The head of the state board that oversees Nassau County, N.Y. finances criticized the county government’s proposed financial plan.

George Marlin, director of the Nassau Interim Finance Authority, said the plan breaks the county’s promises. Since January 2011 NIFA has had control over Nassau County’s borrowing.

In 2011 NIFA conditioned approval of a 2012-2015 financial plan on Nassau County finding $150 million in recurring labor savings and the county approving a budget balanced on generally accepted accounting principles in 2015, Marlin said. In exchange for these two conditions, NIFA agreed to approve borrowing to pay for property tax challenges against the county.

“The county has failed both conditions,” Marlin said. “Blatantly and without remorse or explanation.”

NIFA projects the new plan would lead to deficits of $157 million in fiscal year 2015, $190 million in fiscal 2016 and $255 million in fiscal 2017.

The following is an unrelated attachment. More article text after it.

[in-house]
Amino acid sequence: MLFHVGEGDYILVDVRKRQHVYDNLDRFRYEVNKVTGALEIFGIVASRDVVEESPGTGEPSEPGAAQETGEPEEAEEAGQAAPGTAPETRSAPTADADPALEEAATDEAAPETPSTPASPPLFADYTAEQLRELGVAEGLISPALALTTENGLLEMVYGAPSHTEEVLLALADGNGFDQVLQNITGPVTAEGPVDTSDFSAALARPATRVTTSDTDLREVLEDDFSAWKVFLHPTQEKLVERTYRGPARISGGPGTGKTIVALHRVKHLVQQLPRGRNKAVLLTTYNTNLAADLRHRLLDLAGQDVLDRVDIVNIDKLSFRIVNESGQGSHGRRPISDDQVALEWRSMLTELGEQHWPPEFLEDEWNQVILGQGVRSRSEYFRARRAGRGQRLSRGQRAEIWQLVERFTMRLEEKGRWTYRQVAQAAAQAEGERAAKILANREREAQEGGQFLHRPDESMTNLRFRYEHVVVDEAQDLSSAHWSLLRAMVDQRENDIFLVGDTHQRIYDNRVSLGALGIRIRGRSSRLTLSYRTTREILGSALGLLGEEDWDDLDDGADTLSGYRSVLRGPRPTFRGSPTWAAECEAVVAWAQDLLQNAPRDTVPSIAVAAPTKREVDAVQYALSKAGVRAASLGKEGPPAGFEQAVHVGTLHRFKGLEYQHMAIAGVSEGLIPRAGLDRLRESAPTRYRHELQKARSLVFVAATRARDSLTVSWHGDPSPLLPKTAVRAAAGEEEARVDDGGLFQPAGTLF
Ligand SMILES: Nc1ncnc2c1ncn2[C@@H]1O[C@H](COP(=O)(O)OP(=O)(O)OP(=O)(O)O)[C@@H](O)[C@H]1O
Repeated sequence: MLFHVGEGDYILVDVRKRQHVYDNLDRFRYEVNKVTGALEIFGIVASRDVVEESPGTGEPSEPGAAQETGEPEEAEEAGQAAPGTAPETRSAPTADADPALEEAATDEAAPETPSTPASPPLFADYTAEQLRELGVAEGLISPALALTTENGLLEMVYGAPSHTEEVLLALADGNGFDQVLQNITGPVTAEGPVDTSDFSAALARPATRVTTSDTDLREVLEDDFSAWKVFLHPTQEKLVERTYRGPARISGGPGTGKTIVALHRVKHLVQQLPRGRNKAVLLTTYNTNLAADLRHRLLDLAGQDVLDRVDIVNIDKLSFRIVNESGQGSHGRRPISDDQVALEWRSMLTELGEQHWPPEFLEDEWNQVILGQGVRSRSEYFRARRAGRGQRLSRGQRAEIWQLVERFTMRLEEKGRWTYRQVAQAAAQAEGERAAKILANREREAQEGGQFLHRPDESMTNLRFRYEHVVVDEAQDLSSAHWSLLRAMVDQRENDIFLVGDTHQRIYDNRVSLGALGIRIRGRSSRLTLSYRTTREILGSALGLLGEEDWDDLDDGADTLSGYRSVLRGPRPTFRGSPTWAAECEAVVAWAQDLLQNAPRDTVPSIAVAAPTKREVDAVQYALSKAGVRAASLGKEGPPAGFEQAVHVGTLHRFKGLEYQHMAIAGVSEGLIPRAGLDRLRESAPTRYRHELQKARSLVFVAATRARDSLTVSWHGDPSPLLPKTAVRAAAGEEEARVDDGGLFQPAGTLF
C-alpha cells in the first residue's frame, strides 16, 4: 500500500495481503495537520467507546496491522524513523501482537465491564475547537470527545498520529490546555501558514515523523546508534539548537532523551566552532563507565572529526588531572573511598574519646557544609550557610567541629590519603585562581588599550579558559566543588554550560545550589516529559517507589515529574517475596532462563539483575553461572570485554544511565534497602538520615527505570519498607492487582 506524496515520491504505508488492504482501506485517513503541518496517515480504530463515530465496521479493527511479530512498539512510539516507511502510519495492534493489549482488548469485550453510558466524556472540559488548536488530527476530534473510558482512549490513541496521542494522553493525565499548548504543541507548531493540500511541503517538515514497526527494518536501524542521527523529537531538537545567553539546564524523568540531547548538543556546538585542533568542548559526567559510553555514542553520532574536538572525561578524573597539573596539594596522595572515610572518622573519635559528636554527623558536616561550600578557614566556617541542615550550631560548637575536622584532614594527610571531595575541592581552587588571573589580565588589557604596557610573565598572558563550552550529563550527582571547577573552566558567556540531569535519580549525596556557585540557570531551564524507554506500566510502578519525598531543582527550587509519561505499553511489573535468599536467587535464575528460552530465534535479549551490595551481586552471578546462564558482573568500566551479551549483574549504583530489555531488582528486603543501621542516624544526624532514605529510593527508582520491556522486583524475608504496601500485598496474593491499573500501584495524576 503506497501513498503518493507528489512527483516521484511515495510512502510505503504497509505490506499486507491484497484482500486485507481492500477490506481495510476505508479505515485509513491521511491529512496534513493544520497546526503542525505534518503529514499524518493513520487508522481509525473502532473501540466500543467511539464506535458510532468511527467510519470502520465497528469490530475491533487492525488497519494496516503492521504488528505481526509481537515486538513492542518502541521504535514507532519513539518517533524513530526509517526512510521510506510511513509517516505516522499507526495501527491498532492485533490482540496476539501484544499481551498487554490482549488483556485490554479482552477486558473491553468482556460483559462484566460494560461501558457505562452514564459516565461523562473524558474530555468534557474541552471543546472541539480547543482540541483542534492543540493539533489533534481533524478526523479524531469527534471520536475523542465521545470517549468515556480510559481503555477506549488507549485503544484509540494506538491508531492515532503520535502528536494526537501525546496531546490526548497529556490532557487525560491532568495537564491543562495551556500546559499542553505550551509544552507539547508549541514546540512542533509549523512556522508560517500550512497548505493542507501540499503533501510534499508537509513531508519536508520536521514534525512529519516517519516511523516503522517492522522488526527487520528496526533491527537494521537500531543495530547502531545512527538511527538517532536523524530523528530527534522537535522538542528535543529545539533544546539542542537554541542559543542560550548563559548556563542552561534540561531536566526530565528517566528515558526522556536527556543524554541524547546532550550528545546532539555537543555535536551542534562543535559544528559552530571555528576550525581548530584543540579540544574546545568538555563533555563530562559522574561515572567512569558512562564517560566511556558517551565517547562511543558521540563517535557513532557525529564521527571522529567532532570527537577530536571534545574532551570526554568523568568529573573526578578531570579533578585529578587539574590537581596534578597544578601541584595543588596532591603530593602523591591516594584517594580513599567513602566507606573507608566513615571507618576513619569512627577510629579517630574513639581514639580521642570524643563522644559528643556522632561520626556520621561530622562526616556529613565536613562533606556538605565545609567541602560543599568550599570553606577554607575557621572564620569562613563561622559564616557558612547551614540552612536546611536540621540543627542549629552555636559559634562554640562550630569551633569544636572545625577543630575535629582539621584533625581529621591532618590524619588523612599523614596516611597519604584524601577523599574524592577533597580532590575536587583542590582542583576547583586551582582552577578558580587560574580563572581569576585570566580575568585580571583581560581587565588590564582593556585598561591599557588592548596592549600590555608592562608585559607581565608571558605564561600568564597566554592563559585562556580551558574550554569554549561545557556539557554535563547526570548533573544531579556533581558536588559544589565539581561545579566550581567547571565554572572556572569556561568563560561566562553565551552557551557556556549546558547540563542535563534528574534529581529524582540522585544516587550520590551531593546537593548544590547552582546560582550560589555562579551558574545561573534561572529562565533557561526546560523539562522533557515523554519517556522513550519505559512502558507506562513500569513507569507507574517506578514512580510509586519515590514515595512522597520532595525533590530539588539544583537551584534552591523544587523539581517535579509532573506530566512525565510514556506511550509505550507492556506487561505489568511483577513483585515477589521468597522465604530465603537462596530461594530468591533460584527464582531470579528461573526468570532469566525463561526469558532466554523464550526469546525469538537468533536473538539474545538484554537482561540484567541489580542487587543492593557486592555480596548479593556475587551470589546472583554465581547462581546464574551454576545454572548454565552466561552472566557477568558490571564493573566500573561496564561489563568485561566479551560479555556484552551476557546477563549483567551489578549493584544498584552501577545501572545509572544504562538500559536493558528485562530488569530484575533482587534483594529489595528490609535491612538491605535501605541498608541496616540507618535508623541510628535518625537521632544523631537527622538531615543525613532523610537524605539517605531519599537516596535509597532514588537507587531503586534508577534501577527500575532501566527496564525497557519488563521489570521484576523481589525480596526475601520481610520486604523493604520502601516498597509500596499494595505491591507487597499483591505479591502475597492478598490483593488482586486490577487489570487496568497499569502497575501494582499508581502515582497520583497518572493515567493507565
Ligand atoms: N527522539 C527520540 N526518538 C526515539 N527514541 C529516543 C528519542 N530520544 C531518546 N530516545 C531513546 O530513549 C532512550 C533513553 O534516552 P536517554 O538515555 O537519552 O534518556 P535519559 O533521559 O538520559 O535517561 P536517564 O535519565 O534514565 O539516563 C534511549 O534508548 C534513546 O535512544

Any labor savings have been through a wage freeze that the unions are challenging. They cannot be considered recurring, Marlin said.

“When can NIFA lift controls?” he said. “Never, unless the county wants controls to be lifted and stops borrowing for operating expenses, makes the hard decisions and produces a GAAP balanced budget.”

Nassau County is rated A2 by Moody’s Investors Service, A by Fitch Ratings, and A-plus by S&P.

When the spokeswoman for Nassau county executive Edward Mangano was reached for a comment, his government did not specifically respond to Marlin’s complaints.

“We thank NIFA for recognizing the cost cutting measures this administration has taken to help close the budget gap inherited from [former county executive] Tom Suozzi,” said deputy county executive for finance Tim Sullivan. “County executive Mangano’s fourth no-tax-hike budget continues to pay down the millions in debt inherited from the Suozzi administration.”

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